Histamine is a biogenic amine that is released throughout the entire body of an organism via the autocrine and/or paracrine mechanisms (13). The multiple actions of histamine are mediated by its receptors, including H1, H2, H3 and H4, which belong to the family of G protein-coupled receptors (4,5). Histamine receptor H3 (HRH3) is an integral membrane protein that regulates neurotransmitter release (6). In addition, HRH3 increases the voltage-dependent calcium currents in smooth muscles, and innervates the heart and blood vessels in the cardiovascular system (1). In multiple sclerosis patients, it was observed that HRH3 was highly expressed in oligodendroglial cells obtained from demyelination lesions, indicating the existence of a genetic association between susceptibility to multiple sclerosis and an exonic single nucleotide polymorphism in HRH3 (7). Decrease in HRH3 function was linked to epileptic activity in the temporal neocortex and hippocampus of patients with pharmacoresistant mesial temporal lobe epilepsy (8). It has also been reported that histamine and histamine receptors (HRs) are critical molecules during carcinogenesis and inflammation (9). Clobenpropit, an HRH3 antagonist, was observed to significantly lower the multiplicity of colonic adenocarcinoma, suggesting that HRH3 may be a possible oncoprotein and potential target in tumor therapies (10). Hepatocellular carcinoma (HCC) is one of the most common malignant tumors, and its incidence rate ranks the second among malignant tumors and >200,000 people succumb to HCC every year in China (11). However, the functional roles of HRH3 in tumor growth and metastasis remain largely unknown, particularly in HCC.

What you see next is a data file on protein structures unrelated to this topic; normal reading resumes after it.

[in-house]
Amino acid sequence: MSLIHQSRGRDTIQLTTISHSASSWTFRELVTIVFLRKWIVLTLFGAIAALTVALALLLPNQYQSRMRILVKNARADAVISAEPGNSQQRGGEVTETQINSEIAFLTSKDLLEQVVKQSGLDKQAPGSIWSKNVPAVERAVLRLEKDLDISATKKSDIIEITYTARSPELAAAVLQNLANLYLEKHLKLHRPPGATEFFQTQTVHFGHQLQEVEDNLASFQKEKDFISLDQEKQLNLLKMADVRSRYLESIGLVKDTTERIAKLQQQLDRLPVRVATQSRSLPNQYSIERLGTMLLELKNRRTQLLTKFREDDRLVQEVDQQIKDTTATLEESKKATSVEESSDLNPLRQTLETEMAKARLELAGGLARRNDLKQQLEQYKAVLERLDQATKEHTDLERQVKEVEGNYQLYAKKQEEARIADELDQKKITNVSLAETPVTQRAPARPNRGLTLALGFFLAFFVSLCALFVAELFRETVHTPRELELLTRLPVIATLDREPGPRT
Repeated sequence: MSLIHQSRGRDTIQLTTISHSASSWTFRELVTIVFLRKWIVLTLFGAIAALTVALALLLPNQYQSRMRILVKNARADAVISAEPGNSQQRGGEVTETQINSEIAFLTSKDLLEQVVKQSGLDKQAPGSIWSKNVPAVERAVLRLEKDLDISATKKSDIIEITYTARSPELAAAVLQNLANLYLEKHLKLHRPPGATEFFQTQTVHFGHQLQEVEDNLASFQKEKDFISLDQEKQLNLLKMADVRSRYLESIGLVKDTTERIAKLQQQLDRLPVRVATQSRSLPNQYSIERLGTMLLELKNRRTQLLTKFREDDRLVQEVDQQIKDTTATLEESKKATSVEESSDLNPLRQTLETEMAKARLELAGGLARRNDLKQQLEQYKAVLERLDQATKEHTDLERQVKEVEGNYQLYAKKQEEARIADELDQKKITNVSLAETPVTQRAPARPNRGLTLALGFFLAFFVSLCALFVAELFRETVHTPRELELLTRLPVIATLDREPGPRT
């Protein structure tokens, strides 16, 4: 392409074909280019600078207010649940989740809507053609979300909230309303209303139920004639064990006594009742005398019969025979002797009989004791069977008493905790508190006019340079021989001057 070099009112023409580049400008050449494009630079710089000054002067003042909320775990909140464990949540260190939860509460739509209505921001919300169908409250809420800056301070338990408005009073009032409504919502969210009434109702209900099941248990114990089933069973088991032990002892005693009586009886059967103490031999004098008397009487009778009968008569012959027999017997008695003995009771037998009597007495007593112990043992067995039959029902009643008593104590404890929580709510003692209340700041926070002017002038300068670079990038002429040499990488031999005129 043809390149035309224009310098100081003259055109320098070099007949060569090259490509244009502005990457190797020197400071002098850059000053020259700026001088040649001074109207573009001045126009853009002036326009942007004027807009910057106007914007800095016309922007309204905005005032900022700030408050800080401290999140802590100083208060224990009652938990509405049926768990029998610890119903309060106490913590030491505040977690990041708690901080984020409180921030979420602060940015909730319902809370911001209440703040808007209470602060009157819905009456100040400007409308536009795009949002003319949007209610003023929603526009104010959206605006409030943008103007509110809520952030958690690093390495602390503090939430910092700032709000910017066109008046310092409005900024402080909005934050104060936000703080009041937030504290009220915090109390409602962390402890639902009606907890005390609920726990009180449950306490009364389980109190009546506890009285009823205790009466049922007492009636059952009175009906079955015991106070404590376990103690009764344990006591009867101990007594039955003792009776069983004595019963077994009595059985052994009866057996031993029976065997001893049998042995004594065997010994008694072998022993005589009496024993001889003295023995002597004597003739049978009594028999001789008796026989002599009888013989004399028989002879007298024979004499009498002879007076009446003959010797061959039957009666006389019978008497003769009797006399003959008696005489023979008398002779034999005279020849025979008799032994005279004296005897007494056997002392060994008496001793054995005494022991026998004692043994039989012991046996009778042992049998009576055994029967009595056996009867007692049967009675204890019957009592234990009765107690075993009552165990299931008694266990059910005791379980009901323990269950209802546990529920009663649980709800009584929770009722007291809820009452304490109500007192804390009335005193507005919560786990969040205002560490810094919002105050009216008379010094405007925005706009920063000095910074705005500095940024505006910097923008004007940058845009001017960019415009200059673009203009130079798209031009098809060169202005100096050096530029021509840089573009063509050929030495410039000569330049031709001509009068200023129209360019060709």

The full-length HRH3 protein is composed of 445 amino acids (1). Thus far, at least 20 isoforms of the human HRH3 have been identified based on the various splicing mRNA forms; however, their regional expression and function currently remain unclear (1). The stimulation of HRH3 negatively regulates the synthesis of histamine via inhibiting adenylate cyclase, which then catalyzes the formation of the second messenger cyclic adenosine monophosphate, followed by the activation of histidine decarboxylase (1). Thus, the activation of HRH3 leads to a decrease in histamine synthesis in neurons. However, the activation of the HRH3 signaling pathway has been poorly elaborated in cancer cells, particularly in HCC cells.